Our very first WHEEL/Women In Black vigil was for Debbie Cashio. In late May, 2000, we were heartbroken to learn that her body had been found in the “Jungle” greenbelt near 8th and Jackson. After our vigil, Women In Black did a cleansing ritual at the site. The Seattle Police Department classified her death as “suspicious” until her murderer was found, and convicted, five years later.
Standing in silent meditation at WHEEL’s first Women in Black vigil, I had a strong clear vision of Debbie Cashio, whom I did not know, in a sunlit kitchen, in a farmhouse, happy. Long after the vigil I learned Debbie had grown up and had a happy childhood in a small town on Whidbey Island. Her family had often tried to find her here in Seattle and take her back home to that happiness; unsuccessfully, as it so often happens.
~by Michele Marchand, from the article “The Longest Night” originally published in Real Change 12/13/2001
Debbie Cashio’s Leaf is installed at the Seattle Justice Center. If you have stories or memories to share about Debbie, please post in the comments.
Featured Leaf May 2015
Tessie Pierre Comeslast 2/1/57—8/14/99
“Power dies, power goes under and gutters out, ungraspable. It is momentary, quick of flight and liable to deceive. As soon as you rely on the possession it is gone. Forget that it ever existed, and it returns. I never made the mistake of thinking I owned my own strength, that was my secret. And so I was never alone in my failures. I was never to blame entirely when all was lost, when my desperate cures had no effect on the suffering of those I loved. For who can blame a man waiting, the doors open, food offered, arms stretched wide? Who can blame him if the visitor does not arrive?”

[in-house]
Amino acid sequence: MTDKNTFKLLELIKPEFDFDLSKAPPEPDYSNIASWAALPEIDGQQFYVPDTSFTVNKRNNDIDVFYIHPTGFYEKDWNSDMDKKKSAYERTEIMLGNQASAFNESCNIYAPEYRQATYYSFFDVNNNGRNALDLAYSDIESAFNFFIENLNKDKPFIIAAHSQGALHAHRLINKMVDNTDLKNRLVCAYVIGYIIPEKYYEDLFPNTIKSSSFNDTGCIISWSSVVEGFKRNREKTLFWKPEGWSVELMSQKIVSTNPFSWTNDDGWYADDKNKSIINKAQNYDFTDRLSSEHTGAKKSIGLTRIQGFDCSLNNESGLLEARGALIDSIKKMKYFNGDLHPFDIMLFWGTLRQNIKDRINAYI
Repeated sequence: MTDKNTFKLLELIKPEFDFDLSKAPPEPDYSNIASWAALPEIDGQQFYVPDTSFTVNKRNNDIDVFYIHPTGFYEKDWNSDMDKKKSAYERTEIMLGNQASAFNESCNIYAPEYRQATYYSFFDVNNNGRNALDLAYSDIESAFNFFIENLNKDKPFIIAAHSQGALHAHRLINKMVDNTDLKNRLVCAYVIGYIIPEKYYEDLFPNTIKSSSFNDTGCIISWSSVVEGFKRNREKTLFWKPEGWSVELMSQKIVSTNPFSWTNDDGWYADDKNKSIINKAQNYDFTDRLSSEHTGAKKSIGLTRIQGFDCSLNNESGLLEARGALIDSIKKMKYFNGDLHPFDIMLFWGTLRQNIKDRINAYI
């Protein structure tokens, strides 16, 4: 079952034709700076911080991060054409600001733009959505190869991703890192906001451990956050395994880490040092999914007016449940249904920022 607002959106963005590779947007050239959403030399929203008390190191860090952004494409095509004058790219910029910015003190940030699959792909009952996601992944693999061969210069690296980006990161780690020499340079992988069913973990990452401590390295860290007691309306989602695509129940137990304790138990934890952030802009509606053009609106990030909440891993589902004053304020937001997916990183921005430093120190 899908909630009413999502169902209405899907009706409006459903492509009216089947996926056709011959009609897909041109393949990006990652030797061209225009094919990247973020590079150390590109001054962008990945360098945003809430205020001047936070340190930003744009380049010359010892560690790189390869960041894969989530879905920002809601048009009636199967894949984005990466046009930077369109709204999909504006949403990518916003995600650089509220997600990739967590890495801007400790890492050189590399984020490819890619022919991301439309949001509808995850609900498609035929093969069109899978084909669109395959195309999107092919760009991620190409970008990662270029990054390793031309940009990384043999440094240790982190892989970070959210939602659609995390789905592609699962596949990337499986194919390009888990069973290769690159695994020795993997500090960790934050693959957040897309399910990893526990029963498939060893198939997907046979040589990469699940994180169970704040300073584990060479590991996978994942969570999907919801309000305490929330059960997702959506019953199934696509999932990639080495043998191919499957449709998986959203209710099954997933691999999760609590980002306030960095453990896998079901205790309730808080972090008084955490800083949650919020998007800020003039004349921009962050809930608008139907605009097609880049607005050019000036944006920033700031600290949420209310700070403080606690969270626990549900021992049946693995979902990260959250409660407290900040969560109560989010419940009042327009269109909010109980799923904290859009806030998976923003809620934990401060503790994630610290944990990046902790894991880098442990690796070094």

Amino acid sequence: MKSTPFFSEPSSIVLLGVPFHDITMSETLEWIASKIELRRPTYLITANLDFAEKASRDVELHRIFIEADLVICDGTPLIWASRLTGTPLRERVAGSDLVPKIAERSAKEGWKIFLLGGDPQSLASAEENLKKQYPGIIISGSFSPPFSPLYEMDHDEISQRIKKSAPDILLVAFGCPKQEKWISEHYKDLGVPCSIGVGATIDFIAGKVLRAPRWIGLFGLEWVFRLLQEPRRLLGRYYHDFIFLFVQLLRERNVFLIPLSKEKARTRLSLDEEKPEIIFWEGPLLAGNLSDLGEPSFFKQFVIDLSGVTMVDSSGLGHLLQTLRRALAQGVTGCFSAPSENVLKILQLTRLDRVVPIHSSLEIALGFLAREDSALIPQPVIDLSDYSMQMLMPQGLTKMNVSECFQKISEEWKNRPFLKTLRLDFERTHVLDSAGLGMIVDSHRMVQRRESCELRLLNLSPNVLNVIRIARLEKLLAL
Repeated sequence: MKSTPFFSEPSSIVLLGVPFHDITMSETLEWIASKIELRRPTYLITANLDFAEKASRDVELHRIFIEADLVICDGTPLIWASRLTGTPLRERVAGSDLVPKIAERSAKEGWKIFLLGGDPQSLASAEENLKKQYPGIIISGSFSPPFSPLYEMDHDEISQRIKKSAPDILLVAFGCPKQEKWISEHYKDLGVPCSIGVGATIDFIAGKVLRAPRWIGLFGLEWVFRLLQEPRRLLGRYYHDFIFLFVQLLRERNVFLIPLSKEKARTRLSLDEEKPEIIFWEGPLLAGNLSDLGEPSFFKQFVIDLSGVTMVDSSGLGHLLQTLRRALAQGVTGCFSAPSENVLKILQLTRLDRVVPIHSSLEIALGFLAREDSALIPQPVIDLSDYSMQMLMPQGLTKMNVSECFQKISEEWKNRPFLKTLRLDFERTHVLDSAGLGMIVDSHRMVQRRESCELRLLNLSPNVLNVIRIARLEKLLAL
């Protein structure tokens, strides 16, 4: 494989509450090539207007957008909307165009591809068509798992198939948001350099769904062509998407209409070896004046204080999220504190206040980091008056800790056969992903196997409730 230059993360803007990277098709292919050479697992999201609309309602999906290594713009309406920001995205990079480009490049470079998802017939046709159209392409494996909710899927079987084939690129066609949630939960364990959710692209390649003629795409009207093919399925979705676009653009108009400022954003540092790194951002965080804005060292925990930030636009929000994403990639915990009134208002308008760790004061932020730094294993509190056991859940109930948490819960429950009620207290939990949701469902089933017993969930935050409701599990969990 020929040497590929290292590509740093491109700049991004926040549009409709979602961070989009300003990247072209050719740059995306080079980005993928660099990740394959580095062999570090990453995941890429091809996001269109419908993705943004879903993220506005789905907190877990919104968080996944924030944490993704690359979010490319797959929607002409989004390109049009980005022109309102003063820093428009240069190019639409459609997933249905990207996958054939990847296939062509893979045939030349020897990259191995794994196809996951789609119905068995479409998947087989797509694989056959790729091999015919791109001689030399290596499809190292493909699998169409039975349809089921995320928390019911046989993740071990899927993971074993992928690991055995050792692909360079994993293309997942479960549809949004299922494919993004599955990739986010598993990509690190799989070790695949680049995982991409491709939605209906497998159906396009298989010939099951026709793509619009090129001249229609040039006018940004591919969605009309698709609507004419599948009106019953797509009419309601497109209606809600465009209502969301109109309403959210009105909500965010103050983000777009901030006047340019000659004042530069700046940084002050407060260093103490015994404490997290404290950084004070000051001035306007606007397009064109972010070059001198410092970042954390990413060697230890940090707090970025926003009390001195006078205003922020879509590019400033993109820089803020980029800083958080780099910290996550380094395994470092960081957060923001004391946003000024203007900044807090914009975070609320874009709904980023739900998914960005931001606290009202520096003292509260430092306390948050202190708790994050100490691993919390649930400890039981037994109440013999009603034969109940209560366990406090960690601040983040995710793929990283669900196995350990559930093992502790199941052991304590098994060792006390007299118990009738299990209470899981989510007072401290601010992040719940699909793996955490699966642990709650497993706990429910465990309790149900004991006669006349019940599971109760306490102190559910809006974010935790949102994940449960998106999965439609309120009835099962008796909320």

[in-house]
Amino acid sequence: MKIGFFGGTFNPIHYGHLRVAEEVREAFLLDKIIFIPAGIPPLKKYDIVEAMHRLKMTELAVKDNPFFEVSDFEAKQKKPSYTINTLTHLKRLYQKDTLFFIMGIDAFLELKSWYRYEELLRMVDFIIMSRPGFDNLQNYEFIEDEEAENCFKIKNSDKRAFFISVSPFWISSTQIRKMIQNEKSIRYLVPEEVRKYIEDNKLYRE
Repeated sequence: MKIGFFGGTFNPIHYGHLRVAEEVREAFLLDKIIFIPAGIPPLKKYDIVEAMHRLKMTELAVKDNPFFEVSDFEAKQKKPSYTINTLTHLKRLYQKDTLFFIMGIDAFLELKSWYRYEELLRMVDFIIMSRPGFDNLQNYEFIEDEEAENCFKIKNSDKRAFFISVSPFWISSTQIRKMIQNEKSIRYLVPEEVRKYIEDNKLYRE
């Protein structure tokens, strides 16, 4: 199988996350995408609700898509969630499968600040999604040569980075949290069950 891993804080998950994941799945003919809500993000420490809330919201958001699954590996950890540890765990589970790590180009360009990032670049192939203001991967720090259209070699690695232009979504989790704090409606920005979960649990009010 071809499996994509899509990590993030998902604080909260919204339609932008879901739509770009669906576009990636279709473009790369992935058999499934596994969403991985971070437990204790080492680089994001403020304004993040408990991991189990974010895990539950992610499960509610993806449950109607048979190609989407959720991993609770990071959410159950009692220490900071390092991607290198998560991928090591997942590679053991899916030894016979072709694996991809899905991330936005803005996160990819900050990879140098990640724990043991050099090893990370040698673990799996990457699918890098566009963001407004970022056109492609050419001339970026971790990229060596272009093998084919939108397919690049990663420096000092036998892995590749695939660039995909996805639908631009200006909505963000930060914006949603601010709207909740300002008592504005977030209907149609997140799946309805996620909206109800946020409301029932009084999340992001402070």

–from “Tracks” by Louise Erdrich
Tessie Comeslast, friend to many in the homeless community; died on August 14th, 1999. She was Flathead, from St Ignatius, Montana, and was a powerful, compassionate woman. She is survived by two of her three sons and at least one grandchild.
Tessie died of complications of pneumonia, at a friend’s house. She had a prescience of her own death: earlier in the year she’d seen the owl, and gave some of her hair to her friend Kim, telling her to burn it in the traditional way. A memorial service to “raise up her name” was held at Angeline’s Day Center.